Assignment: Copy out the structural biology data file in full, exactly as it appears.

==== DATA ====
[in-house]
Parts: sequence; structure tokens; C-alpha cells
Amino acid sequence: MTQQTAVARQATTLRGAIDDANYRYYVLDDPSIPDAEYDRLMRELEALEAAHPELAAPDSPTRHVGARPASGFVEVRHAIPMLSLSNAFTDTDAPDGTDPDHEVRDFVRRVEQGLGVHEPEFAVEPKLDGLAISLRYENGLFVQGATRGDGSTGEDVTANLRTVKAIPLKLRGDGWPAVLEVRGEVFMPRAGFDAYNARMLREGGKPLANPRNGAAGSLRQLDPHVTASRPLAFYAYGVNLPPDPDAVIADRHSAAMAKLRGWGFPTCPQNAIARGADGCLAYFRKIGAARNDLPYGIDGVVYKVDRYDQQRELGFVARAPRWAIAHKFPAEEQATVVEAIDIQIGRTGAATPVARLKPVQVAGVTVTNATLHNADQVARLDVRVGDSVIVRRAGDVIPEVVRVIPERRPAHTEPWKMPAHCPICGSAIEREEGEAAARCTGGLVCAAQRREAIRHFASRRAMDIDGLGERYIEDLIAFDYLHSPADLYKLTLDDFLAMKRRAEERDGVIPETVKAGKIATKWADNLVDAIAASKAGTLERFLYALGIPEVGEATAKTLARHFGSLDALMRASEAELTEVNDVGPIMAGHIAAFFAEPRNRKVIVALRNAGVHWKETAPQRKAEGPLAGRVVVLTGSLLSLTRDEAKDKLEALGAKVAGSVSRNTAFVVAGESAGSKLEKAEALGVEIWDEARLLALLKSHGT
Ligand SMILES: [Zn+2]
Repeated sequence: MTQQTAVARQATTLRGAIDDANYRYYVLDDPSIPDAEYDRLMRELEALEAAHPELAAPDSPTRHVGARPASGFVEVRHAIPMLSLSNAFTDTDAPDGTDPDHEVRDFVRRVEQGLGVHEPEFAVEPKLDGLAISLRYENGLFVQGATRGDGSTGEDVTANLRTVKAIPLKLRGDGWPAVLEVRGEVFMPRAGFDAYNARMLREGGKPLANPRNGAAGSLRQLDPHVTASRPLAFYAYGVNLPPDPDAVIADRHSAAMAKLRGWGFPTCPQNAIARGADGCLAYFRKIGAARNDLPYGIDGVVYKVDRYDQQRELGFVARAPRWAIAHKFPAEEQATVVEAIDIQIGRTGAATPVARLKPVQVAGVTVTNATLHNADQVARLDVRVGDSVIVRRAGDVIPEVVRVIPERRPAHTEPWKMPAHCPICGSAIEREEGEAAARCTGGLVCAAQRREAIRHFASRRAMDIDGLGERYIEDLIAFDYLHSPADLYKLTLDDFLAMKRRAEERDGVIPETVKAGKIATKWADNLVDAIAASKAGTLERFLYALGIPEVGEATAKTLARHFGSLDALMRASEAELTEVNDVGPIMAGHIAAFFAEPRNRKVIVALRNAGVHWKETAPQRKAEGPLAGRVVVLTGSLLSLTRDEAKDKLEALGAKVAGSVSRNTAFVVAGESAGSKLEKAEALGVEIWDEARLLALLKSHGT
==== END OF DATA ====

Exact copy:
[in-house]
Parts: sequence; structure tokens; C-alpha cells
Amino acid sequence: MTQQTAVARQATTLRGAIDDANYRYYVLDDPSIPDAEYDRLMRELEALEAAHPELAAPDSPTRHVGARPASGFVEVRHAIPMLSLSNAFTDTDAPDGTDPDHEVRDFVRRVEQGLGVHEPEFAVEPKLDGLAISLRYENGLFVQGATRGDGSTGEDVTANLRTVKAIPLKLRGDGWPAVLEVRGEVFMPRAGFDAYNARMLREGGKPLANPRNGAAGSLRQLDPHVTASRPLAFYAYGVNLPPDPDAVIADRHSAAMAKLRGWGFPTCPQNAIARGADGCLAYFRKIGAARNDLPYGIDGVVYKVDRYDQQRELGFVARAPRWAIAHKFPAEEQATVVEAIDIQIGRTGAATPVARLKPVQVAGVTVTNATLHNADQVARLDVRVGDSVIVRRAGDVIPEVVRVIPERRPAHTEPWKMPAHCPICGSAIEREEGEAAARCTGGLVCAAQRREAIRHFASRRAMDIDGLGERYIEDLIAFDYLHSPADLYKLTLDDFLAMKRRAEERDGVIPETVKAGKIATKWADNLVDAIAASKAGTLERFLYALGIPEVGEATAKTLARHFGSLDALMRASEAELTEVNDVGPIMAGHIAAFFAEPRNRKVIVALRNAGVHWKETAPQRKAEGPLAGRVVVLTGSLLSLTRDEAKDKLEALGAKVAGSVSRNTAFVVAGESAGSKLEKAEALGVEIWDEARLLALLKSHGT
Ligand SMILES: [Zn+2]
Repeated sequence: MTQQTAVARQATTLRGAIDDANYRYYVLDDPSIPDAEYDRLMRELEALEAAHPELAAPDSPTRHVGARPASGFVEVRHAIPMLSLSNAFTDTDAPDGTDPDHEVRDFVRRVEQGLGVHEPEFAVEPKLDGLAISLRYENGLFVQGATRGDGSTGEDVTANLRTVKAIPLKLRGDGWPAVLEVRGEVFMPRAGFDAYNARMLREGGKPLANPRNGAAGSLRQLDPHVTASRPLAFYAYGVNLPPDPDAVIADRHSAAMAKLRGWGFPTCPQNAIARGADGCLAYFRKIGAARNDLPYGIDGVVYKVDRYDQQRELGFVARAPRWAIAHKFPAEEQATVVEAIDIQIGRTGAATPVARLKPVQVAGVTVTNATLHNADQVARLDVRVGDSVIVRRAGDVIPEVVRVIPERRPAHTEPWKMPAHCPICGSAIEREEGEAAARCTGGLVCAAQRREAIRHFASRRAMDIDGLGERYIEDLIAFDYLHSPADLYKLTLDDFLAMKRRAEERDGVIPETVKAGKIATKWADNLVDAIAASKAGTLERFLYALGIPEVGEATAKTLARHFGSLDALMRASEAELTEVNDVGPIMAGHIAAFFAEPRNRKVIVALRNAGVHWKETAPQRKAEGPLAGRVVVLTGSLLSLTRDEAKDKLEALGAKVAGSVSRNTAFVVAGESAGSKLEKAEALGVEIWDEARLLALLKSHGT